Built in 1909 during King Rama V’s reign as temporary royal residence, Phyathai Palace comprises five buildings all constructed in a combination of neo-gothic and Romanesque styles. The interiors showcase a rococo influence, complete with beautiful ceiling frescos, gilded Corinthian columns and elaborately carved fretworks.
Behind the palace’s architectural splendour, though, rests one of the Kingdom’s most important but time-forgotten political history – the Dusit Thani, or ‘Heaven on Earth’, where experiments were carried out on the palace’s 160,000sqm grounds to test-run the country’s transition from absolute monarchy to municipal government and then parliamentary government. The experimental city was constructed to resemble a ‘utopia’, complete with its own city pillar, municipal government, temples and vast agricultural farms. It even had its own citizens, made up of court servants, who were given freedom to vote for their leader once a year.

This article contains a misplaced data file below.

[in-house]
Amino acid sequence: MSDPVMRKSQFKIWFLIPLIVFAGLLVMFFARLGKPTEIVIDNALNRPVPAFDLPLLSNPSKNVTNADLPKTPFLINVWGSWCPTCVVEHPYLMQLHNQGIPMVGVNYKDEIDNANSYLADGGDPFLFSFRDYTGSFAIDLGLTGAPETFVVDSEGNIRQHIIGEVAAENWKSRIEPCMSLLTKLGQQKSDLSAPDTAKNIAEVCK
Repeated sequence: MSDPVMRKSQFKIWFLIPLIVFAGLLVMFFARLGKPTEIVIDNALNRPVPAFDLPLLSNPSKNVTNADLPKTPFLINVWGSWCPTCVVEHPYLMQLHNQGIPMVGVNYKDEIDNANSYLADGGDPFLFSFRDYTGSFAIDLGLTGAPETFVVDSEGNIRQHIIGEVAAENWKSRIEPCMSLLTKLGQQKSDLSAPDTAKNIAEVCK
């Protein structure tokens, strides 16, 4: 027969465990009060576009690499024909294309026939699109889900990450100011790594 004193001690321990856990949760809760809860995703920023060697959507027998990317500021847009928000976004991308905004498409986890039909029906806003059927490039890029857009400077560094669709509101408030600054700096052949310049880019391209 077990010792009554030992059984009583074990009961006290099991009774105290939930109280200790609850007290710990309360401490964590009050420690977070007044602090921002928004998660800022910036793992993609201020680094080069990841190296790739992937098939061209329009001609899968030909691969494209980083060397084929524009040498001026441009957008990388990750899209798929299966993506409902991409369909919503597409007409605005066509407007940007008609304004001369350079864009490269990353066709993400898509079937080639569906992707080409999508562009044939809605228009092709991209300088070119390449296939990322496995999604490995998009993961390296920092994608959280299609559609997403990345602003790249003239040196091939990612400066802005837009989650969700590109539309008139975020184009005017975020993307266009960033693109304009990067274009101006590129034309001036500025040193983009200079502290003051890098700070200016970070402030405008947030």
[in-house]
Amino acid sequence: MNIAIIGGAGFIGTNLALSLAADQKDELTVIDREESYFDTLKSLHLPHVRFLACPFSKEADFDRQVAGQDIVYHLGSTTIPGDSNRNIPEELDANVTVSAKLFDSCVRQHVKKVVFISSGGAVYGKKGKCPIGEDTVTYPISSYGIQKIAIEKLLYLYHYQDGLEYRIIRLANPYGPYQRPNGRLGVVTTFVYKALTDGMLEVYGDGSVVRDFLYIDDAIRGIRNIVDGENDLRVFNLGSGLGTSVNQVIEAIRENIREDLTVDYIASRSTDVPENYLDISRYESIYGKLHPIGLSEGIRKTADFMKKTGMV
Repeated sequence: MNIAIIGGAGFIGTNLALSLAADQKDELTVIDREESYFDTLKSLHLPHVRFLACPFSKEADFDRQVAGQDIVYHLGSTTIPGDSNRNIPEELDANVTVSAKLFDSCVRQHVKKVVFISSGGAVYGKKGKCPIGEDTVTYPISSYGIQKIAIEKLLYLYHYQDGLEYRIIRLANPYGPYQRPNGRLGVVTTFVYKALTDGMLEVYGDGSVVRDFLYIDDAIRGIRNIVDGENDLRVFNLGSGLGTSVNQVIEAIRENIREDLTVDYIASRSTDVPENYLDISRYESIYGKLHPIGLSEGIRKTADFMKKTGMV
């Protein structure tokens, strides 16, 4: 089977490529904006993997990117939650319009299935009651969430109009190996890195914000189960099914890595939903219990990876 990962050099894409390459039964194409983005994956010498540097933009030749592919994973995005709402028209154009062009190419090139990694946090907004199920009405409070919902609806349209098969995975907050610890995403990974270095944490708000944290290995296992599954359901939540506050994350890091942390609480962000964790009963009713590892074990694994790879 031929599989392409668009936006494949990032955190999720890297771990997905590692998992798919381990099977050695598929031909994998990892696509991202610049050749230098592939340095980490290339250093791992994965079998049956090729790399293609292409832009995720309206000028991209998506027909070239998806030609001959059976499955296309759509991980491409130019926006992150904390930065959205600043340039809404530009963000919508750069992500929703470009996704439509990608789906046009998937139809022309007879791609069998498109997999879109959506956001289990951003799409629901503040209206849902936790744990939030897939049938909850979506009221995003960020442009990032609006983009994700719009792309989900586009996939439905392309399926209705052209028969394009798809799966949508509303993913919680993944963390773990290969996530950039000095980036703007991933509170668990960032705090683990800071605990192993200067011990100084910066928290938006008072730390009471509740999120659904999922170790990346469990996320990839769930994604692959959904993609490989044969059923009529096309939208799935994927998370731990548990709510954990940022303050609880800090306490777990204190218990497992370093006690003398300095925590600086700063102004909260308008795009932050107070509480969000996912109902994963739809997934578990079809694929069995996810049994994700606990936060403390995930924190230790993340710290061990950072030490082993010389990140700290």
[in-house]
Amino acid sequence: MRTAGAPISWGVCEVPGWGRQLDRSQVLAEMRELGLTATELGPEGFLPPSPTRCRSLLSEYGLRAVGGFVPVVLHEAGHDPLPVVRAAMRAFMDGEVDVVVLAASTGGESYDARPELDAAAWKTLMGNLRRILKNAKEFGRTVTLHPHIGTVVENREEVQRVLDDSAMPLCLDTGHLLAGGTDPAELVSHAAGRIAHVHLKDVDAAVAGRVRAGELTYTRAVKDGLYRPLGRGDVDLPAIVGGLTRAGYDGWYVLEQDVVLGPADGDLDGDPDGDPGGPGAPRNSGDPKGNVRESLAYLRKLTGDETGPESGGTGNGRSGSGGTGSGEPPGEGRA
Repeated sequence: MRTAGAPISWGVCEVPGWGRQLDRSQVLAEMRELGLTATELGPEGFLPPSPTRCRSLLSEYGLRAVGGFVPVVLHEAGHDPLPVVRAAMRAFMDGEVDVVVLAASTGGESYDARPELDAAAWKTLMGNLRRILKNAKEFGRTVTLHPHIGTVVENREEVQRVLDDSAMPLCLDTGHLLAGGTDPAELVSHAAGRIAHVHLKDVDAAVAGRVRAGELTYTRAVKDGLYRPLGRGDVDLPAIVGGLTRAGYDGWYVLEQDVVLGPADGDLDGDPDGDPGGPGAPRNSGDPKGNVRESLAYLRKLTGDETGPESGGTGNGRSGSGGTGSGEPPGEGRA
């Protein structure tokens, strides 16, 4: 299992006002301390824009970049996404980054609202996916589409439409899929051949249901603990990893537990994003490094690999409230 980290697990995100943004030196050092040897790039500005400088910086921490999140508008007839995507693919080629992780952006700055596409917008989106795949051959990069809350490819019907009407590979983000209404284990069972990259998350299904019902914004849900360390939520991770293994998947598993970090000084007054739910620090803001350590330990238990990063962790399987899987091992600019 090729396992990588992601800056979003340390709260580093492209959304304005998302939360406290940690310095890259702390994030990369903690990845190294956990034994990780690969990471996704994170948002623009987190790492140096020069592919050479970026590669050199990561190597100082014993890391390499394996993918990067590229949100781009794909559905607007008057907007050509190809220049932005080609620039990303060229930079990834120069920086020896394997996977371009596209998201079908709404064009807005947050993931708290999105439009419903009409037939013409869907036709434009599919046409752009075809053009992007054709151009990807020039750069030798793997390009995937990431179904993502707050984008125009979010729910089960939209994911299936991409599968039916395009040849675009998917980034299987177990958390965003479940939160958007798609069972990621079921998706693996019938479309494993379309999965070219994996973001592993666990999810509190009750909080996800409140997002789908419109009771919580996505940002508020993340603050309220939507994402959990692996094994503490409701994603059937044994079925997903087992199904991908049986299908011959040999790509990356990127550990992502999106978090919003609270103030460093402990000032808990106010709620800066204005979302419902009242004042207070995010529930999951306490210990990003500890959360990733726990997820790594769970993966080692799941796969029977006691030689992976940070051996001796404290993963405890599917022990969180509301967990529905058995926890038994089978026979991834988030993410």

At the end of eight years, after King Ramai VI passed away, the idea of the Dusit Thani collapsed. The palace was then transformed into a hotel, which by today’s standard would be labeled as a luxury boutique hotel. World War II brought the end to the hotel business, and in 1952 the site was set up as a military hospital and eventually today’s Phramongkutklao Hospital.
The palace is registered as a national historic building and is now a part of the hospital’s administrative buildings. It is, perhaps, the only palace building that you can stroll around freely. There’s an atmospheric café, Café Norasingh, housed inside what used to be the royal reception hall.
- Opening Hours: Guided tours available on Saturdays at 9:30 and 13:30. Otherwise, you are free to walk around.
- Location: Ratchawithi Road (inside Phramongkutklao Hospital)
- BTS: Victory Monument